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‘alignment’ Accepts Eshkol Economic Plan but Other Parties Balk

September 6, 1966
See Original Daily Bulletin From This Date

The dominant alignment partners in Premier Levi Eshkol’s government — Mapai and Achdut Avodah — have endorsed separately the same version of Finance Minister Pinhas Sapir’s three-year austerity program to deal with Israel’s economic difficulties. However, the remaining hurdles to full coalition agreement on the plan are still formidable, A principal need is to obtain approval from Mapam, which informed the Premier that it had not budged from its insistence on a compulsory loan as a condition for its approval. Mr, Sapir is strongly opposed to such a loan.

Another obstacle to the Eshkol effort to win coalition agreement for an austerity program is the adamant refusal of two other coalition partners — the National Religious Party and the Independent Liberals –to accept the Mapam demands. The two parties are sched- uled to formulate their views on the various elements of the Sapir plan this week, but they have indicated they oppose higher taxes and favor more industrial efficiency and reductions in government spending as the best way to help Israel’s problems.

The proposal approved by the Mapai secretariat and by the Achdut central committee would expand imports by keeping wages down, by revising work norms upward and would seek more efficient use of labor through worker transfers if necessary. The parties also approved proposals for increased taxes on capital gains, and reductions in expense allowances to businessmen.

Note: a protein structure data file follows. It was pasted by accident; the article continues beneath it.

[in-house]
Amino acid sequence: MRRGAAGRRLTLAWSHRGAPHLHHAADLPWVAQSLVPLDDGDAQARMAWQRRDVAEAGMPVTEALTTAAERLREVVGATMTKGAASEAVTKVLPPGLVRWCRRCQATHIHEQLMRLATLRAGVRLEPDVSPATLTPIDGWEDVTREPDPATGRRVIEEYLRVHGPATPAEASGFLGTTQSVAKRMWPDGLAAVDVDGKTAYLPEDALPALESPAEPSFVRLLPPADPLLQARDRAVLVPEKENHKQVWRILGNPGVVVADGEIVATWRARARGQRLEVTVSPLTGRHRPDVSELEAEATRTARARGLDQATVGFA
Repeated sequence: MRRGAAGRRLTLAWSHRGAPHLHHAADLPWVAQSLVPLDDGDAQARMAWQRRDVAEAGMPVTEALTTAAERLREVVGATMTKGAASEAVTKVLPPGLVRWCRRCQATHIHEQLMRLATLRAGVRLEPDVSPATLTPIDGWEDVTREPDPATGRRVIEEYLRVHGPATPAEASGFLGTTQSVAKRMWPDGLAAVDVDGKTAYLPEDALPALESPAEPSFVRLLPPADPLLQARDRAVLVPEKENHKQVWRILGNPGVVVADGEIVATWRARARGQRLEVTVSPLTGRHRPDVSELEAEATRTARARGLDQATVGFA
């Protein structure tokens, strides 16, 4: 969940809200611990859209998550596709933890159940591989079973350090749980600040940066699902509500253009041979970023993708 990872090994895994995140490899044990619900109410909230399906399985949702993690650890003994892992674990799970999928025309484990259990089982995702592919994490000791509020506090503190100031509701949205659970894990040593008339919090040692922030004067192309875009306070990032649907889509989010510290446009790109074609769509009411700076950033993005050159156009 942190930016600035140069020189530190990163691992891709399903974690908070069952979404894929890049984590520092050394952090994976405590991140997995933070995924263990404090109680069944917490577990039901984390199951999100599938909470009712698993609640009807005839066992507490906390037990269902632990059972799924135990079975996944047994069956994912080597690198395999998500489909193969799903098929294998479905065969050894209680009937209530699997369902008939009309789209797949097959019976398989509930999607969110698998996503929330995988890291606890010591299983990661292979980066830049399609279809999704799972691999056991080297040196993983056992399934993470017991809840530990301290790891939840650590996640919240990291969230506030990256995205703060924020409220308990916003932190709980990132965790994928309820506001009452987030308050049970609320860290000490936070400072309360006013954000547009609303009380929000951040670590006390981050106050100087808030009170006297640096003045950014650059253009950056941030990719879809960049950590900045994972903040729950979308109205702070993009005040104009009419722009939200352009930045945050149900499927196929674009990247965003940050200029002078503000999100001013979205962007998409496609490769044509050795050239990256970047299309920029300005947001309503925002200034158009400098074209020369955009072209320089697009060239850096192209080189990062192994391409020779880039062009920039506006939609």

In addition, the two parties moved to find jobs for 25,000 workers currently unemployed, a figure which they feared might reach 50,000 by next year. They accepted a proposal by Akiva Govrin, chairman of the Alignment’s economic committee, to set up a special “Unemployment Authority” to seek work for the jobless. Dismissals of workers have continued in a number of plants and factories throughout the country, following decreases in production schedules. Efforts are now being intensified to prevent further dismissals on the eve of the High Holy Days, while a new wave of unemployment is feared by the end of this month.

The Mapai-Achdut agreement also provides for continuation by the Government of its education, housing and social welfare program, and for assisting development areas hardest hit by Israel’s swelling unemployment; calls for a balanced budget, aimed at economic advancement and for assuring “social justice”; and urges more efficient investigation of income tax obligations so that “all sectors of the population” will pay their required taxes.

The plan calls on labor to be more “conscious of its responsibilities” and “more fluid” in passing from one sector of the economy to another “as circumstances demand.” The plan calls on the Government to assure stable prices, which would include supervision of monopolies and cartels. Under the plan, the capital gains tax would be increased from 25 to 30 percent, while commissions of banks and insurance companies would be reduced by 10 percent.

Foreign currency allowances for visits abroad would be cut from $500 to $350. The plan would give main emphasis to incentives to increase exports by tax reductions and by government subsidies to exporters.

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